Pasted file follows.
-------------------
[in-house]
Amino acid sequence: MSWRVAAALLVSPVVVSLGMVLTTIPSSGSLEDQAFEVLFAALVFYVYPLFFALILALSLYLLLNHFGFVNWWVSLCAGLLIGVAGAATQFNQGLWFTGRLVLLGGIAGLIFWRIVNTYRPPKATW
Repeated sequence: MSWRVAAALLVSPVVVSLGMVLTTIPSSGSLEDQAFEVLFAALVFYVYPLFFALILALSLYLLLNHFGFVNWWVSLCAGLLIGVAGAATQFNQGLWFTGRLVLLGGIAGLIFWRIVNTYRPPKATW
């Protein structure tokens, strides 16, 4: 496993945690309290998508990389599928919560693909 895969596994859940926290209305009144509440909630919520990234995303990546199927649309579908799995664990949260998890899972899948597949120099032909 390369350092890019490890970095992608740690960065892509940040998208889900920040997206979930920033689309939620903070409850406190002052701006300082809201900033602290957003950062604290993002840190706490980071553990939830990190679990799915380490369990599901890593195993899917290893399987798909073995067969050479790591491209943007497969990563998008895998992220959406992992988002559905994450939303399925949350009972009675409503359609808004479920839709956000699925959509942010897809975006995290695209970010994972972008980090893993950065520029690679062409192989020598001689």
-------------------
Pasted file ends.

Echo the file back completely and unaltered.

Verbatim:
[in-house]
Amino acid sequence: MSWRVAAALLVSPVVVSLGMVLTTIPSSGSLEDQAFEVLFAALVFYVYPLFFALILALSLYLLLNHFGFVNWWVSLCAGLLIGVAGAATQFNQGLWFTGRLVLLGGIAGLIFWRIVNTYRPPKATW
Repeated sequence: MSWRVAAALLVSPVVVSLGMVLTTIPSSGSLEDQAFEVLFAALVFYVYPLFFALILALSLYLLLNHFGFVNWWVSLCAGLLIGVAGAATQFNQGLWFTGRLVLLGGIAGLIFWRIVNTYRPPKATW
């Protein structure tokens, strides 16, 4: 496993945690309290998508990389599928919560693909 895969596994859940926290209305009144509440909630919520990234995303990546199927649309579908799995664990949260998890899972899948597949120099032909 390369350092890019490890970095992608740690960065892509940040998208889900920040997206979930920033689309939620903070409850406190002052701006300082809201900033602290957003950062604290993002840190706490980071553990939830990190679990799915380490369990599901890593195993899917290893399987798909073995067969050479790591491209943007497969990563998008895998992220959406992992988002559905994450939303399925949350009972009675409503359609808004479920839709956000699925959509942010897809975006995290695209970010994972972008980090893993950065520029690679062409192989020598001689």